HONOLULU — Republican leaders in the Hawaii House say they’re hopeful their package of bills proposing everything from voter referendums to limits on fee increases will be heard in a chamber dominated by Democrats.
The Republicans have 30 bills pending as part of the House minority caucus, including nine new bills for 2014. The bills left over from 2013 can be picked up again without starting the process over as part of the Legislature’s two-year setup.
House Minority Leader Aaron Johanson said he and the six other Republicans in the House are focused on making policy recommendations based on common sense rather than ideology unlikely to gain support among Democrats, who hold 44 of the House seats.
“All too often in the Capitol, people cater to narrow constituencies, but at the end of the day I think we’re charged with making the biggest impact possible — positive impact in people’s lives,” Johanson said.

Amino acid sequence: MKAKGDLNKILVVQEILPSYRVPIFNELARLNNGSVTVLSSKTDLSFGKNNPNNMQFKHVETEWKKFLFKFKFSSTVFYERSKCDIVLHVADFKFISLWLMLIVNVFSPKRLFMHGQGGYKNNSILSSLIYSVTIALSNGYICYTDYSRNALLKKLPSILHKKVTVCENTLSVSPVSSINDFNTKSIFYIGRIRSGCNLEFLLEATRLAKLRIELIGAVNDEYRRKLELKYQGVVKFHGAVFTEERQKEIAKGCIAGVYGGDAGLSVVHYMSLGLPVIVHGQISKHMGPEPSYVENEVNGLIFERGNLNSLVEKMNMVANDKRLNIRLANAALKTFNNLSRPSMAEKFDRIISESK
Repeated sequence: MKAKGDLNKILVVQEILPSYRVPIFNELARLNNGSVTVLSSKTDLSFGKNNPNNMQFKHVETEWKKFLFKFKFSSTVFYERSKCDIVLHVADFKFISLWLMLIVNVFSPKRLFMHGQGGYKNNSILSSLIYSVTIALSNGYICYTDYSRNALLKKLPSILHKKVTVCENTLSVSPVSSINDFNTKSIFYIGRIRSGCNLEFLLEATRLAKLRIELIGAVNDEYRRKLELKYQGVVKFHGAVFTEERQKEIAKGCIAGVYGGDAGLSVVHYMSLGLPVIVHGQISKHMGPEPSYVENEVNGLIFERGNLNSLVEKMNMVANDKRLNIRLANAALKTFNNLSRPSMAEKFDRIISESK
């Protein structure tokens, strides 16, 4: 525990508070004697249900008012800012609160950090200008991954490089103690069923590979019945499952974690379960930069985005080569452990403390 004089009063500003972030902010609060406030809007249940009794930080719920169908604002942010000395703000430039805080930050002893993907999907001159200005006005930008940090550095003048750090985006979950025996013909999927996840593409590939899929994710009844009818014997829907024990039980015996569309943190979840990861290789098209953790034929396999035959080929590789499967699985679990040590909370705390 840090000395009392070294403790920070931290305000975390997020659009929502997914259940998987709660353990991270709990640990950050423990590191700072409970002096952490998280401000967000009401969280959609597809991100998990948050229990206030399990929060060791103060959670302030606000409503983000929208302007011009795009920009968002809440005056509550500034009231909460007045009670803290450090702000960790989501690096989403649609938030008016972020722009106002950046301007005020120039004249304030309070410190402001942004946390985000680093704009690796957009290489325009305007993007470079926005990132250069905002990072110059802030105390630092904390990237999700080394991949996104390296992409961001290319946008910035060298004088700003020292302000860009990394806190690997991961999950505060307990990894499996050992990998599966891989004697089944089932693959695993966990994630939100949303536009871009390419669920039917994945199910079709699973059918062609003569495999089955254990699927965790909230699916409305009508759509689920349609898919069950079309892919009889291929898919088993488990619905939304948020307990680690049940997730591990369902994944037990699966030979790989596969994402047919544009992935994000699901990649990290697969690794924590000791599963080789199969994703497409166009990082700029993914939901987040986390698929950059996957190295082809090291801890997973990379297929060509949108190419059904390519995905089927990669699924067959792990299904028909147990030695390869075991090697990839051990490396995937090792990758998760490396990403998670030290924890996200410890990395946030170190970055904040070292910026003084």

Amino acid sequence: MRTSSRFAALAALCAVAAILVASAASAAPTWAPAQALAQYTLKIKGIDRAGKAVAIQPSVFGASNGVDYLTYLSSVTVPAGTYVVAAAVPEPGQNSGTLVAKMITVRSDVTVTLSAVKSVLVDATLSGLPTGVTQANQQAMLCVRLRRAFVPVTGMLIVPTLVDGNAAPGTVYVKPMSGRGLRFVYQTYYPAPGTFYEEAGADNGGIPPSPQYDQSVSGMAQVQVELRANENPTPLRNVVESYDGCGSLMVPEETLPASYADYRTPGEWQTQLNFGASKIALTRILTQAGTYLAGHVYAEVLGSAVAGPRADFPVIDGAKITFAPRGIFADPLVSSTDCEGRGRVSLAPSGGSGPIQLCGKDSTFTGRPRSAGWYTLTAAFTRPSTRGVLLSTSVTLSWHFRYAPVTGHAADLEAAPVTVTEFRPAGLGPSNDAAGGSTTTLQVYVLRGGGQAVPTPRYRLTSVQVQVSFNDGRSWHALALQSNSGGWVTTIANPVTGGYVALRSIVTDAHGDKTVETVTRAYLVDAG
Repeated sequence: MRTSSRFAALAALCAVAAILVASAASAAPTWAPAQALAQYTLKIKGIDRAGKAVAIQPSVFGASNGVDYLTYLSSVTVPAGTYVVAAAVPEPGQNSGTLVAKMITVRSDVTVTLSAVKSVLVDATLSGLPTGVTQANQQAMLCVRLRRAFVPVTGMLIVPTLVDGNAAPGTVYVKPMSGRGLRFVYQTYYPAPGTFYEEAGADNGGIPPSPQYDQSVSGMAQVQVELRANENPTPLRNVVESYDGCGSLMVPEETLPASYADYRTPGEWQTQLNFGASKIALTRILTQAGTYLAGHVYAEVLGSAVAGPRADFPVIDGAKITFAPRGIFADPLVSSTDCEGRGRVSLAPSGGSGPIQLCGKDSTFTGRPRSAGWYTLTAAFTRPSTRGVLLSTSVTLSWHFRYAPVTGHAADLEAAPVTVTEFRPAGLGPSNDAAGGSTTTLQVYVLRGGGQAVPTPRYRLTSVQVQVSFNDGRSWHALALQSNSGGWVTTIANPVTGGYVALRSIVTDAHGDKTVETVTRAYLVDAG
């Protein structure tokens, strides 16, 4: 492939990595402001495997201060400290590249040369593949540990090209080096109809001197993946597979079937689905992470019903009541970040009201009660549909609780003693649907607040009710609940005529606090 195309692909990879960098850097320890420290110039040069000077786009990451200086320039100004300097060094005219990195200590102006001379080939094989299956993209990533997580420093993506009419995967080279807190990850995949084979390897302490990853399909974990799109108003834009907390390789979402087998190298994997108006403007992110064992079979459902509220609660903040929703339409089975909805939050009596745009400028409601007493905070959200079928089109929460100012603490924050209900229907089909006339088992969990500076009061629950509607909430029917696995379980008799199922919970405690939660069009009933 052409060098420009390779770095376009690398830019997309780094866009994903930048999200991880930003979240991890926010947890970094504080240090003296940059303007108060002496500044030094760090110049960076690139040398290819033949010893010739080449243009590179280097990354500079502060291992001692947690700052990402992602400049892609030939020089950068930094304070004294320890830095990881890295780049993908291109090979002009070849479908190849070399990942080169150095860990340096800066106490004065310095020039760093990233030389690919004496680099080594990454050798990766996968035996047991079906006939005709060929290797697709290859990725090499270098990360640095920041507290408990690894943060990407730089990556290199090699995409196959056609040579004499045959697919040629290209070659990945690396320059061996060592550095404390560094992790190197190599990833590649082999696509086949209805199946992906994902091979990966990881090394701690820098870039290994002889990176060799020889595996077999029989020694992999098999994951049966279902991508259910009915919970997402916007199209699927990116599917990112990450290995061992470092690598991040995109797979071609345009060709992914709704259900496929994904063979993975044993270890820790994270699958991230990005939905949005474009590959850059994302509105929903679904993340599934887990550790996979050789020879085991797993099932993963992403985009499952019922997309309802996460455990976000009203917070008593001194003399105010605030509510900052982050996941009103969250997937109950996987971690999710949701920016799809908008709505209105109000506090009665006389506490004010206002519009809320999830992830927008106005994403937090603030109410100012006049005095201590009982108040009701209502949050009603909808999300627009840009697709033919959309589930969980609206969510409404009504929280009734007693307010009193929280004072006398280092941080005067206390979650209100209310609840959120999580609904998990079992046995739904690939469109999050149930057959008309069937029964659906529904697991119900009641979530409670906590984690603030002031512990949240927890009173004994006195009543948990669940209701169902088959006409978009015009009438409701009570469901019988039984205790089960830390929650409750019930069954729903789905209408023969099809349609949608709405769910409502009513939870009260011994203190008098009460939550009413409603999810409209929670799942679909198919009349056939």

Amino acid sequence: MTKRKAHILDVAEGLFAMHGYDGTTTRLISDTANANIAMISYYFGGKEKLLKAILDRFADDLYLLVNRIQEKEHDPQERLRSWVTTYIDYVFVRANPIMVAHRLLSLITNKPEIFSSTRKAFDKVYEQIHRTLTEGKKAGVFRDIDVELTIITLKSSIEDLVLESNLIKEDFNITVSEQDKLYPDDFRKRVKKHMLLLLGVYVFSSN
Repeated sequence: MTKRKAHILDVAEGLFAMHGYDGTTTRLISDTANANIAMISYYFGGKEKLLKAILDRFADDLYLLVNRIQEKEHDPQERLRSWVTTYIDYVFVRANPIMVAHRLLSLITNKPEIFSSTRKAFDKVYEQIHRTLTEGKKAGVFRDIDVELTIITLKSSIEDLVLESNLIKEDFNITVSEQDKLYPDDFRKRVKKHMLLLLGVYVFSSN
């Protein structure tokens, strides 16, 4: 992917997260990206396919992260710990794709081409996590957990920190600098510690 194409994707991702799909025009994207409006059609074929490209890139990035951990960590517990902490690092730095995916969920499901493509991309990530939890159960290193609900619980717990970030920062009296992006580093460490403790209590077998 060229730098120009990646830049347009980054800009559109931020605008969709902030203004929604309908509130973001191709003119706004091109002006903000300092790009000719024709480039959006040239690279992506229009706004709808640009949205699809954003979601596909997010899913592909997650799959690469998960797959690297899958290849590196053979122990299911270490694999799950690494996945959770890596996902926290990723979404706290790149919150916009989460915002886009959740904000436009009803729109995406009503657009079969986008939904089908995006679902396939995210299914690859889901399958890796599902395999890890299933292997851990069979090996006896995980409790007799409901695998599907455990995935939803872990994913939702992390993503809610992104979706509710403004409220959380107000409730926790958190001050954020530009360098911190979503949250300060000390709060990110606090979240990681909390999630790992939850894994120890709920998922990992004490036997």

House Speaker Joseph Souki did not immediately return a phone message seeking comment from The Associated Press.
The bills were introduced and passed first reading Tuesday as common for all bills entering the House and Senate. The Legislature was in recess Wednesday, and it’s now up to committee leaders to decide which of the thousands of bills should move forward to committee hearings.
One bill makes kindergarten mandatory and lowers the age kids would be required to start going to school. Another requires that proposals to increase or decrease public service fees follow state rules for public meetings.
Rep. Beth Fukumoto Chang, minority floor leader, said she hopes the proposals are seen as practical from a party that’s seen in Hawaii as appealing to a small number of people.
“What we wanted to do is show … we have very real ideas that reflect real people in Hawaii, real local people and what they actually want,” she said.